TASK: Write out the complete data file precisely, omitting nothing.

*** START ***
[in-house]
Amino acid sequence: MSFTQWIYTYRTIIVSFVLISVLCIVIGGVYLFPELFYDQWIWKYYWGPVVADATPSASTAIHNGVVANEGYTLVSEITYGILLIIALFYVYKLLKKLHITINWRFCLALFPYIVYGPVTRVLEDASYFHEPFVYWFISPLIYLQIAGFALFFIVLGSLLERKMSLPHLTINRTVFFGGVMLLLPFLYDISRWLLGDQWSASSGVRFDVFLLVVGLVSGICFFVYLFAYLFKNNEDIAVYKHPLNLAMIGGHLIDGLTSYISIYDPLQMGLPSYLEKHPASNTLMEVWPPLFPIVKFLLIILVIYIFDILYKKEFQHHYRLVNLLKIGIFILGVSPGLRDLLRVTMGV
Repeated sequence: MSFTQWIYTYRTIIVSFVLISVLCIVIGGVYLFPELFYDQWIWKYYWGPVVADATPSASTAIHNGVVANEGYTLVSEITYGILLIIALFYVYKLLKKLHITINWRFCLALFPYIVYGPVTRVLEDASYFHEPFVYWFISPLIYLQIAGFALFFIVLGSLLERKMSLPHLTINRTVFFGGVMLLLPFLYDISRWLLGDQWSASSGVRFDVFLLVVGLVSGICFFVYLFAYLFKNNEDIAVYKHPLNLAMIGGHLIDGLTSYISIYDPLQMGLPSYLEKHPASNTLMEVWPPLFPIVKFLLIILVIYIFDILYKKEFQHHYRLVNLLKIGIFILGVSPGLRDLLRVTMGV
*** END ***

[in-house]
Amino acid sequence: MSFTQWIYTYRTIIVSFVLISVLCIVIGGVYLFPELFYDQWIWKYYWGPVVADATPSASTAIHNGVVANEGYTLVSEITYGILLIIALFYVYKLLKKLHITINWRFCLALFPYIVYGPVTRVLEDASYFHEPFVYWFISPLIYLQIAGFALFFIVLGSLLERKMSLPHLTINRTVFFGGVMLLLPFLYDISRWLLGDQWSASSGVRFDVFLLVVGLVSGICFFVYLFAYLFKNNEDIAVYKHPLNLAMIGGHLIDGLTSYISIYDPLQMGLPSYLEKHPASNTLMEVWPPLFPIVKFLLIILVIYIFDILYKKEFQHHYRLVNLLKIGIFILGVSPGLRDLLRVTMGV
Repeated sequence: MSFTQWIYTYRTIIVSFVLISVLCIVIGGVYLFPELFYDQWIWKYYWGPVVADATPSASTAIHNGVVANEGYTLVSEITYGILLIIALFYVYKLLKKLHITINWRFCLALFPYIVYGPVTRVLEDASYFHEPFVYWFISPLIYLQIAGFALFFIVLGSLLERKMSLPHLTINRTVFFGGVMLLLPFLYDISRWLLGDQWSASSGVRFDVFLLVVGLVSGICFFVYLFAYLFKNNEDIAVYKHPLNLAMIGGHLIDGLTSYISIYDPLQMGLPSYLEKHPASNTLMEVWPPLFPIVKFLLIILVIYIFDILYKKEFQHHYRLVNLLKIGIFILGVSPGLRDLLRVTMGV